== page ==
SXSW Film Festival ’12 | Day Four

sxsw frankie_75Without a doubt, Chris O’Dowd is the star of Frankie Go Boom.


Frankie Go Boom

One benefit of South by Southwest is seeing movies that would typically be too raunchy or risqué for mainstream audiences. Frankie Go Boom, written and directed by Jordan Roberts, is about as offensive and dirty as you can get in an R-rated film. It is not for any person sensitive to political correctness or unable to laugh at some pretty uncomfortable situations.

Frank (Charlie Hunnam) has lived his whole life being bullied and tortured by his older brother, Bruce (Chris O’Dowd), who has always taken joy in videotaping Frank’s humiliation. When Bruce graduates from a drug rehab program, Frank is reluctant to attend because of a lifetime of anger toward his brother. Even though Bruce reassures Frank that he has changed and matured, he videotapes his brother having sex (or at least attempting to) with a young woman named Lasse (Lizzy Caplan). When the video goes viral, Frank has run around town trying to get it taken down before Lasse can see it.

Frankie Go Boom wouldn’t be nearly as successful without the amazing performances by the incredibly talented cast. If you didn’t think O’Dowd was a comic genius in Bridesmaids, wait until you see him as the irresponsible, remorseless screw-up who is too oblivious to know he is always at fault. Without a doubt, O’Dowd is the star of this movie.

The supporting cast is also wonderful, including an almost-unrecognizable Ron Perlman as a recent sex change patient and Chris Noth as an egotistical former TV star who is more violent off drugs than he is on them.

As a director, Roberts does a decent job keeping the story moving at a good pace and not allowing the insanity to be propelled into ridiculous territory. As a writer, though, he is quite talented at developing realistic characters and believable relationships easily recognizable by anyone who has an older sibling.

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21 Jump Street

SXSW rarely premieres major Hollywood productions, but a movie like 21 Jump Street is tailor-made for the audiences in Austin. The crowed surrounding the red carpet at the historic Paramount Theatre was the biggest at the festival so far. Stars Jonah Hill and Channing Tatum descended on the SXSW festival-goers like certified rock stars, and their movie did not fail to disappoint.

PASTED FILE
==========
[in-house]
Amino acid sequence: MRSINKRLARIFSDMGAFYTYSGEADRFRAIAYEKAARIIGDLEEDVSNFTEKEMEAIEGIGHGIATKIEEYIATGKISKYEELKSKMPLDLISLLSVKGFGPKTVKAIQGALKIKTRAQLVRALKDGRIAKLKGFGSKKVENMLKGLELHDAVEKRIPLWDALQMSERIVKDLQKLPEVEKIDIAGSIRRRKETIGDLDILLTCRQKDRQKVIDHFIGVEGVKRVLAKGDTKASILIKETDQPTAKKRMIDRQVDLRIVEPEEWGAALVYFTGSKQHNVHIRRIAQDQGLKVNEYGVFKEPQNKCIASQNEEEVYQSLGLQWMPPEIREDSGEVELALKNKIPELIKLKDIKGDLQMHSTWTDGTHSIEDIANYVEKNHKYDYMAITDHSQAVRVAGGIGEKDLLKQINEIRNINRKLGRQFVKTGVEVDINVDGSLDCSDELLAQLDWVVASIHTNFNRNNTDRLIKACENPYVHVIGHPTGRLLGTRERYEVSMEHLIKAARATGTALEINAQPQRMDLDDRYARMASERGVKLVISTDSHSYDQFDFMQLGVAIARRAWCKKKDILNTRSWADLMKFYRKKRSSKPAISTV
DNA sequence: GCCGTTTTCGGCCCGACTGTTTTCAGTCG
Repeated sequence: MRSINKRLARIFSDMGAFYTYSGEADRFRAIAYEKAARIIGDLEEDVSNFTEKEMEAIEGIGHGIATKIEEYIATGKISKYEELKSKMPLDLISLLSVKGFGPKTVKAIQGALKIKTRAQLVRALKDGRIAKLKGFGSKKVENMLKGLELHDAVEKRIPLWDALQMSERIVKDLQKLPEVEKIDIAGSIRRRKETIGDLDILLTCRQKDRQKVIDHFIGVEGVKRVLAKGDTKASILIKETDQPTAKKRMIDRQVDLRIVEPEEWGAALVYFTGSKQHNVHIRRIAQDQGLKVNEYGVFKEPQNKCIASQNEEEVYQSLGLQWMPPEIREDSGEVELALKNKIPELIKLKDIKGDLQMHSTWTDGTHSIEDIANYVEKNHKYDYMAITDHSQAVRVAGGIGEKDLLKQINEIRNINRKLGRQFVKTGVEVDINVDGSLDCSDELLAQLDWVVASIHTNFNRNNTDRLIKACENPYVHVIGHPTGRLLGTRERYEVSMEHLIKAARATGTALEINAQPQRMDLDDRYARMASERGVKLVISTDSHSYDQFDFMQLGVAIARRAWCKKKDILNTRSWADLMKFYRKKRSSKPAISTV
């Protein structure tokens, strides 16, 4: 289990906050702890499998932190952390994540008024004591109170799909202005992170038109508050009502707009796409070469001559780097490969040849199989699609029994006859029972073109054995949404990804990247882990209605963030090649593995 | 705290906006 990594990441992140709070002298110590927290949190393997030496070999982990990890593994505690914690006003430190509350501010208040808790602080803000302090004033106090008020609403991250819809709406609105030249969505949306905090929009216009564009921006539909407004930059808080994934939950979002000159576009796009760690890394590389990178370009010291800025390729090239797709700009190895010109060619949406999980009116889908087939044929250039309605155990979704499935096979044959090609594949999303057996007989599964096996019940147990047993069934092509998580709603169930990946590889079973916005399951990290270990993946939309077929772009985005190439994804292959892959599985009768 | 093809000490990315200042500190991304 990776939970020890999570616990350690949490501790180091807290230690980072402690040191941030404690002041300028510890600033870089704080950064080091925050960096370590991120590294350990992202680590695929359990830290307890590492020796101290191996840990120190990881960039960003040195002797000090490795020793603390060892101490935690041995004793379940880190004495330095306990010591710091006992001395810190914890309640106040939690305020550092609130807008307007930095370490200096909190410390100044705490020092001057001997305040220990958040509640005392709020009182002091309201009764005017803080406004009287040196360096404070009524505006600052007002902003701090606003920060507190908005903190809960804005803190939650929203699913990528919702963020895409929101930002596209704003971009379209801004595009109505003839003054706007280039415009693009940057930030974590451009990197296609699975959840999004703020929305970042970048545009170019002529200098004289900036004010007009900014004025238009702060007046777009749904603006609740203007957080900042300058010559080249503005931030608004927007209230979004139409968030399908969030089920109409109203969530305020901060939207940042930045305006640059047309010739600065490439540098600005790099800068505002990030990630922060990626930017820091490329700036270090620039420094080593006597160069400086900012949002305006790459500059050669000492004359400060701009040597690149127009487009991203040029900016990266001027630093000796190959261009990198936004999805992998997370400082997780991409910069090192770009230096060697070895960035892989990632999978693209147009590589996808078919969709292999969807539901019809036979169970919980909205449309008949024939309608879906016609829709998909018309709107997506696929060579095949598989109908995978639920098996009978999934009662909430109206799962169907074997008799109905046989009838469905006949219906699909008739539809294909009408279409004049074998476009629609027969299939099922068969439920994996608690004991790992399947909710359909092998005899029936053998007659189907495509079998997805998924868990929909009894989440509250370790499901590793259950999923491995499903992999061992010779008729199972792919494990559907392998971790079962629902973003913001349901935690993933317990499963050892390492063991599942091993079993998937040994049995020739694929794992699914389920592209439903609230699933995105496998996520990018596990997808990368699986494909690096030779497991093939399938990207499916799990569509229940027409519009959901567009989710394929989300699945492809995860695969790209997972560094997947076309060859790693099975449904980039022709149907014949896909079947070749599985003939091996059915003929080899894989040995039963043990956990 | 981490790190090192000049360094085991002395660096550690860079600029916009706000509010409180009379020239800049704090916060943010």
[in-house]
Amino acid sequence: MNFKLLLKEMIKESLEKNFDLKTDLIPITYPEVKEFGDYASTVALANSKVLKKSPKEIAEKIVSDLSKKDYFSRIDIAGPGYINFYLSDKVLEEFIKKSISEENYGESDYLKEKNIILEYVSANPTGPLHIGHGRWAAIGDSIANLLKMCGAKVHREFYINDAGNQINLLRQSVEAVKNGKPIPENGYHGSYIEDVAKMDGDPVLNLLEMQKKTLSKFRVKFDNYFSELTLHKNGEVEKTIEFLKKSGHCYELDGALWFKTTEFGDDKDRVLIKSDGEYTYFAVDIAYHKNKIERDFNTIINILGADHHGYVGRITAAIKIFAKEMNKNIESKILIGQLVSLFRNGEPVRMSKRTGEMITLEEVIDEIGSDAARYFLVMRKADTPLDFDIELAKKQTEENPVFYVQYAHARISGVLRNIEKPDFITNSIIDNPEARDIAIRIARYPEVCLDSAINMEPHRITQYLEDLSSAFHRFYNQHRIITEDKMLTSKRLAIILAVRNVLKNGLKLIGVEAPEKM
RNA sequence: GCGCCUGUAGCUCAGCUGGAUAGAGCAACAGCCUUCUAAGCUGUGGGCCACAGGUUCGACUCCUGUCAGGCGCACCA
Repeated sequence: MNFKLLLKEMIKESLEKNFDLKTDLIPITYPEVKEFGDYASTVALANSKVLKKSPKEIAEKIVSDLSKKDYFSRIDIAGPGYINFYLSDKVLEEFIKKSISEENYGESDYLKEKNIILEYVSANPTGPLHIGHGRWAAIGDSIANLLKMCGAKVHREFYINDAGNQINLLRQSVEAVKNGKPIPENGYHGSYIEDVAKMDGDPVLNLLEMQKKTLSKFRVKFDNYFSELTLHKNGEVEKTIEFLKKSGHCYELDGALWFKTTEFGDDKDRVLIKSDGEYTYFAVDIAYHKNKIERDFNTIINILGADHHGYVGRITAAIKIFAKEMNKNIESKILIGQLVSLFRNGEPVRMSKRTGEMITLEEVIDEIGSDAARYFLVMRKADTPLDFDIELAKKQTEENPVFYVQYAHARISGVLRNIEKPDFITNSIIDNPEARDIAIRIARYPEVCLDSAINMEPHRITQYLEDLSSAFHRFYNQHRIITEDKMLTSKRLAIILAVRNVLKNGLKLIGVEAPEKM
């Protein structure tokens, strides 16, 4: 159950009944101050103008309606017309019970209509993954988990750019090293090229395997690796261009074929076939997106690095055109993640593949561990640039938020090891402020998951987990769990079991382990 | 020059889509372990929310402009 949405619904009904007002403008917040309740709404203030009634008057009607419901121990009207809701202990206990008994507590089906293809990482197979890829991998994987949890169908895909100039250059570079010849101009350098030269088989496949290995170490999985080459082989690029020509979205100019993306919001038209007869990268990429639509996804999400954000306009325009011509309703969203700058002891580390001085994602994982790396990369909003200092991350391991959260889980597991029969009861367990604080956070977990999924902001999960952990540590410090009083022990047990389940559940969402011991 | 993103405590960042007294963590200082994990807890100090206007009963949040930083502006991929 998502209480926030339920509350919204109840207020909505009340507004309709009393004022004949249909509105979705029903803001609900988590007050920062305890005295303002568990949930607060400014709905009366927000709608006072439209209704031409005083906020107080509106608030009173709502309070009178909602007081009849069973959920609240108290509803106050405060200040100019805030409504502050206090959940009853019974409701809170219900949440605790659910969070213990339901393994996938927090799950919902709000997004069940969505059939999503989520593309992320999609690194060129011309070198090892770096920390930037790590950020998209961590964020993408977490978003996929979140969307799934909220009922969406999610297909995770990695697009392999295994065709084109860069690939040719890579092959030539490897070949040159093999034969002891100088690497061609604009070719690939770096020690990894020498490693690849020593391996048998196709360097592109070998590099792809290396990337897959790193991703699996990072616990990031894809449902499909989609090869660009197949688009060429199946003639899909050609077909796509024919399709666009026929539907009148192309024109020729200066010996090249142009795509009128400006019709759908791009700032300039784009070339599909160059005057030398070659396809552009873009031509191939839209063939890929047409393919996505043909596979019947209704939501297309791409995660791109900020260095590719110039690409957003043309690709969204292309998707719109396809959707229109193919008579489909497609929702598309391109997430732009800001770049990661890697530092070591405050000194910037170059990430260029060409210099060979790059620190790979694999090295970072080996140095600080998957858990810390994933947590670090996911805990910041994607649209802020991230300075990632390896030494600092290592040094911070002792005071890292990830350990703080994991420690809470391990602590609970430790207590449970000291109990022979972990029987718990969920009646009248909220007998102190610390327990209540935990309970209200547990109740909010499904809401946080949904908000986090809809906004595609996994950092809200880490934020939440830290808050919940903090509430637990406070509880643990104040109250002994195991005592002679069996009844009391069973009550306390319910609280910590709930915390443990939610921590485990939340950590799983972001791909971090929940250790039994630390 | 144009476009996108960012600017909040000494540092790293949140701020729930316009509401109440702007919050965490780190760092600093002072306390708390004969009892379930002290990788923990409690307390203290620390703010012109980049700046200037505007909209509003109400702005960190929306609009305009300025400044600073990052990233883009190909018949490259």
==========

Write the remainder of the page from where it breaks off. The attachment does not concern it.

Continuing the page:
It’s hard to say if 21 Jump Street is a remake of the popular ’80s television show or just a re-imagining. Either way, the movie is everything the trailer promises it will be. Two less-than-capable rookie cops, Schmidt (Hill) and Jenko (Tatum), are recruited for an undercover operation that will send youthful-looking cops to pose as high school students to infiltrate drug rings. In one of the film’s funniest lines, Captain Dickson (Ice Cube) explains the absurdity of the assignment by saying the people who come up with this stuff have run out of ideas (wink, wink).

The movie plays on its strengths and stumbles only rarely. Hill is terrific as the former high school nerd who somehow becomes one of the popular kids in his second chance at being a teenager. Tatum is equally impressive as the ex-jock and big man on campus who falls in line with the science nerds instead of the eco-friendly, nobody-should-be-made-fun-of popular kids. Dave Franco gives a superior performance as the cocky leader of the drug-dealing ring of students, equal parts hippie and hipster.

Directors Phil Lord and Chris Miller and screenwriter Michael Bacall know there could never be a serious 21 Jump Street movie; the only way for it to happen would be to make it as ridiculous (or more so) than the idea of grown men passing as high school students. 21 Jump Street is lewd, offensive, hilarious, and possibly one of the funniest movies of the last few years. | Matthew F. Newlin

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